As with all Zero Trust Architecture and as previously stated in other requirements, this OMB stresses the importance of encryption for data both in transit and at rest, a problem commonly found in mobile apps. It encourages adopting an attacker’s perspective and working with everyone to improve security postures, “agencies should scrutinize their applications as our nation’s adversaries do. This requires welcoming external partners and independent perspectives to evaluate the real-world security of agency applications, and a process for coordinated disclosure of vulnerabilities by the general public.” 

The strategic goals included in this memo align with CISA’s five pillars, one of which is “Applications and Workloads,” which encourages “Agencies treat all applications as internet-connected, routinely subject their applications to rigorous empirical testing, and welcome external vulnerability reports.” It later specifically points out mobile applications, and provides steps to make progress on the Applications and Workloads vision. “Agencies must operate dedicated application security testing programs,” “Agencies must utilize high-quality firms specializing in application security for independent third-party evaluation” and “Agencies must maintain an effective and welcoming public vulnerability disclosure program for their internet-accessible systems.” 

OMB M-22-09 also provides more specifics around application security testing. It states “agencies must analyze their software and its deployed functionality with a comprehensive and rigorous approach, whether their software is built internally or by a contracted vendor,” requires the use of both automated and manual techniques, “should incorporate not just information gathered by automated tools for vulnerability scanning and code analysis of custom-developed software, but also analysis prepared by more time-intensive, specialized, and application-specific methods.”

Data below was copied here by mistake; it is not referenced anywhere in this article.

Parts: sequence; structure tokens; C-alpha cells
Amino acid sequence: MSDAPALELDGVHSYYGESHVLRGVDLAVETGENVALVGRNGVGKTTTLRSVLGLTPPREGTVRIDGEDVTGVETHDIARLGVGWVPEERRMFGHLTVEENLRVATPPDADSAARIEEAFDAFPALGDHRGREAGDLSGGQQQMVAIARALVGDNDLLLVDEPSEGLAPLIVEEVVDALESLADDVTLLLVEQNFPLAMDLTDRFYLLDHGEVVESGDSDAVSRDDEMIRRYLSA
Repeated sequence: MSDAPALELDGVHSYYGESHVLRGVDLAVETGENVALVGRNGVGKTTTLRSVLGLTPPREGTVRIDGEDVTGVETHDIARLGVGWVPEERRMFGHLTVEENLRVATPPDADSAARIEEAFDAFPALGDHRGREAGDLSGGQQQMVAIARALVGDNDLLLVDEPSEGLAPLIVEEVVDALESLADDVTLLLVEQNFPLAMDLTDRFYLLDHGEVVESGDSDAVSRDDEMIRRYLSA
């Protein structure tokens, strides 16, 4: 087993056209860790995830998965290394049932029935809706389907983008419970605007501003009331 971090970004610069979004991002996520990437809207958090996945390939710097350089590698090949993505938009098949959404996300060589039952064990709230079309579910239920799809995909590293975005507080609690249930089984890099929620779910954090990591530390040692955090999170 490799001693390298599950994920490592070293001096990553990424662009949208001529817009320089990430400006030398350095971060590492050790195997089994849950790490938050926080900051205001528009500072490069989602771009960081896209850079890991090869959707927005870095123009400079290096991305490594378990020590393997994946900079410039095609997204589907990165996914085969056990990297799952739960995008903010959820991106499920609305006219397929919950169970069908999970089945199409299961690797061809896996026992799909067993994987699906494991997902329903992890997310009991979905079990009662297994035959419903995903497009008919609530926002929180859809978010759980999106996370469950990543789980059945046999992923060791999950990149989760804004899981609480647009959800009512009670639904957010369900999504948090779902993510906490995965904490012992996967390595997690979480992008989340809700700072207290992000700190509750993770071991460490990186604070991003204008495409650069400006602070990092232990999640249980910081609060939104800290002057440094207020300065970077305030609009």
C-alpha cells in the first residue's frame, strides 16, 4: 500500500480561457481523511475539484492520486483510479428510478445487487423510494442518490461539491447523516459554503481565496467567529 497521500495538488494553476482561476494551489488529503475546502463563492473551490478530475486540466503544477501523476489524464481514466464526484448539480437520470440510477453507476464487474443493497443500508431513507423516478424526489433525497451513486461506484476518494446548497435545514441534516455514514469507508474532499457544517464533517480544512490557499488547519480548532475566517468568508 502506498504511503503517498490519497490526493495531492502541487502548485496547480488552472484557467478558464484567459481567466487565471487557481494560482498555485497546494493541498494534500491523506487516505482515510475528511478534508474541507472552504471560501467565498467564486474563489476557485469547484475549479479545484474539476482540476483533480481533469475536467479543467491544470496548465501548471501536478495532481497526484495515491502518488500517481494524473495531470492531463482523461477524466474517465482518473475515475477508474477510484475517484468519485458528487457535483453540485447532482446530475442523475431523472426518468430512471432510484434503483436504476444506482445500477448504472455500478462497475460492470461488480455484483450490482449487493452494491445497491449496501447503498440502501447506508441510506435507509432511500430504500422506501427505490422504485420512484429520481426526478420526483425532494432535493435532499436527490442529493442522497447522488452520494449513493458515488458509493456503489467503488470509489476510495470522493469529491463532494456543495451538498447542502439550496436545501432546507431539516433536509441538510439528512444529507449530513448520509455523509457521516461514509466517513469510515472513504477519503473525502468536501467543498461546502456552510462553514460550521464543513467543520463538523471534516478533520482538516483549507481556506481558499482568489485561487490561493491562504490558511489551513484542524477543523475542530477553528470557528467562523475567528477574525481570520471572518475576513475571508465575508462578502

It also encourages the adoption of a more modern DevSecOps approach stipulating, “Agencies are expected to continue moving toward continuous monitoring and ongoing authorizations while employing periodic manual security assessments as applications, dependencies, components, and infrastructure evolve.” 

The memo goes on not only to promise a “procurement structure for agencies that allows for rapid acquisition of rigorous application-security testing capabilities. As a result of this work, agencies should be able to schedule most work within less than a month (or in high urgency situations, a few days).” It also encourages the acceptance of application vulnerability reports. It establishes a public vulnerability disclosure program that government agencies can use to work directly with security researchers. 

What Does This All Mean

All the Executive Orders, OMB Memos, NIST Measures and Reform Acts make it a bit confusing to nail down what is expected. Put most simply, the U.S. government is focusing on improving the cybersecurity of all applications, including mobile applications, produced by and utilized by its agencies. Regulations will continue to be defined, evolve, and expand. And because so many software vendors sell to the government, these requirements will become the norm.

How NowSecure Can Help

NowSecure has been closely tracking the development of federal cybersecurity regulations. We have submitted feedback to the agencies that are open to comment on what mobile appsec requirements should look like and what they should include, advocating for standards-based testing and automatable tests. 

Reach out to get a free Dynamic SBOM from NowSecure. This will help cover requirements from both aforementioned Executive Orders, cataloging all the dependencies and transitive dependencies in your mobile app and geolocating the endpoints your application connects to in order to protect users’ data from foreign adversaries. 

For mobile application development and security teams, more requirements are coming for automated testing. NowSecure has the expertise and the solutions to make mobile app security testing easy and speed delivery, and can provide both the continuous automated mobile appsec  testing and the periodic manual testing required. NowSecure can help you get started today and stay ahead of the impending requirements.

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Brendan Hann

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Product Marketing Manager

Brendan Hann is a product marketing manager for NowSecure. With history in the field, his career has primarily been focused on cybersecurity and application security.